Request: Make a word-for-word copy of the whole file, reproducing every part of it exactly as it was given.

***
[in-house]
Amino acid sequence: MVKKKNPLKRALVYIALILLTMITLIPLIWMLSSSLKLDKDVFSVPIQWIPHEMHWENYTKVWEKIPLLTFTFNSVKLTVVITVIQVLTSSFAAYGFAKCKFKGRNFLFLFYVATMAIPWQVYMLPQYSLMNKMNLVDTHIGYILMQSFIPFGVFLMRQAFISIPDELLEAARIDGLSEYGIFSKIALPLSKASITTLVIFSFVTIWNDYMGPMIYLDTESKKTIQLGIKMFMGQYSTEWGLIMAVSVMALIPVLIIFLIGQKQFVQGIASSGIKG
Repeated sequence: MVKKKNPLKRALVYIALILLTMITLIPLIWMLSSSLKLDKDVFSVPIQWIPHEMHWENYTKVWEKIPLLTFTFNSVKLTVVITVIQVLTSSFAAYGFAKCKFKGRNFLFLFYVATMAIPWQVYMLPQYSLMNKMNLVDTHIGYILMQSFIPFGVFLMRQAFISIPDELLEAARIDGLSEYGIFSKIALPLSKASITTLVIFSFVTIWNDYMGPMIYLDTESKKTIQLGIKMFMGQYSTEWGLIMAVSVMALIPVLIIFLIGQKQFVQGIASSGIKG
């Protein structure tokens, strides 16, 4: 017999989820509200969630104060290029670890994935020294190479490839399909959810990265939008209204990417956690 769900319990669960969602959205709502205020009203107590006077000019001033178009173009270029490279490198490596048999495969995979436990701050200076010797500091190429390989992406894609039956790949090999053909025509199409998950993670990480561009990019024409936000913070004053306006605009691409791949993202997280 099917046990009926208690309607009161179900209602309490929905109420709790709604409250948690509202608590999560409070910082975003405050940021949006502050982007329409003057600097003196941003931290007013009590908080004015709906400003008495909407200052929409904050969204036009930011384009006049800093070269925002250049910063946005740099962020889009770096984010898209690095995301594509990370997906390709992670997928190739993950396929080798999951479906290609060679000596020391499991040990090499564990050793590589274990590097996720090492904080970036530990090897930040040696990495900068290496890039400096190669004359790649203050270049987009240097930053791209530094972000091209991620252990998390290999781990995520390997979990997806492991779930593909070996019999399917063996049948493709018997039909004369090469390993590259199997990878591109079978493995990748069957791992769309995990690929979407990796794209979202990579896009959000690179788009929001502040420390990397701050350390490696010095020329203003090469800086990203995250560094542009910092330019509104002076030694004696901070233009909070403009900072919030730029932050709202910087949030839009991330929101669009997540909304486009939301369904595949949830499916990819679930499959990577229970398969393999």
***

[in-house]
Amino acid sequence: MVKKKNPLKRALVYIALILLTMITLIPLIWMLSSSLKLDKDVFSVPIQWIPHEMHWENYTKVWEKIPLLTFTFNSVKLTVVITVIQVLTSSFAAYGFAKCKFKGRNFLFLFYVATMAIPWQVYMLPQYSLMNKMNLVDTHIGYILMQSFIPFGVFLMRQAFISIPDELLEAARIDGLSEYGIFSKIALPLSKASITTLVIFSFVTIWNDYMGPMIYLDTESKKTIQLGIKMFMGQYSTEWGLIMAVSVMALIPVLIIFLIGQKQFVQGIASSGIKG
Repeated sequence: MVKKKNPLKRALVYIALILLTMITLIPLIWMLSSSLKLDKDVFSVPIQWIPHEMHWENYTKVWEKIPLLTFTFNSVKLTVVITVIQVLTSSFAAYGFAKCKFKGRNFLFLFYVATMAIPWQVYMLPQYSLMNKMNLVDTHIGYILMQSFIPFGVFLMRQAFISIPDELLEAARIDGLSEYGIFSKIALPLSKASITTLVIFSFVTIWNDYMGPMIYLDTESKKTIQLGIKMFMGQYSTEWGLIMAVSVMALIPVLIIFLIGQKQFVQGIASSGIKG
């Protein structure tokens, strides 16, 4: 017999989820509200969630104060290029670890994935020294190479490839399909959810990265939008209204990417956690 769900319990669960969602959205709502205020009203107590006077000019001033178009173009270029490279490198490596048999495969995979436990701050200076010797500091190429390989992406894609039956790949090999053909025509199409998950993670990480561009990019024409936000913070004053306006605009691409791949993202997280 099917046990009926208690309607009161179900209602309490929905109420709790709604409250948690509202608590999560409070910082975003405050940021949006502050982007329409003057600097003196941003931290007013009590908080004015709906400003008495909407200052929409904050969204036009930011384009006049800093070269925002250049910063946005740099962020889009770096984010898209690095995301594509990370997906390709992670997928190739993950396929080798999951479906290609060679000596020391499991040990090499564990050793590589274990590097996720090492904080970036530990090897930040040696990495900068290496890039400096190669004359790649203050270049987009240097930053791209530094972000091209991620252990998390290999781990995520390997979990997806492991779930593909070996019999399917063996049948493709018997039909004369090469390993590259199997990878591109079978493995990748069957791992769309995990690929979407990796794209979202990579896009959000690179788009929001502040420390990397701050350390490696010095020329203003090469800086990203995250560094542009910092330019509104002076030694004696901070233009909070403009900072919030730029932050709202910087949030839009991330929101669009997540909304486009939301369904595949949830499916990819679930499959990577229970398969393999």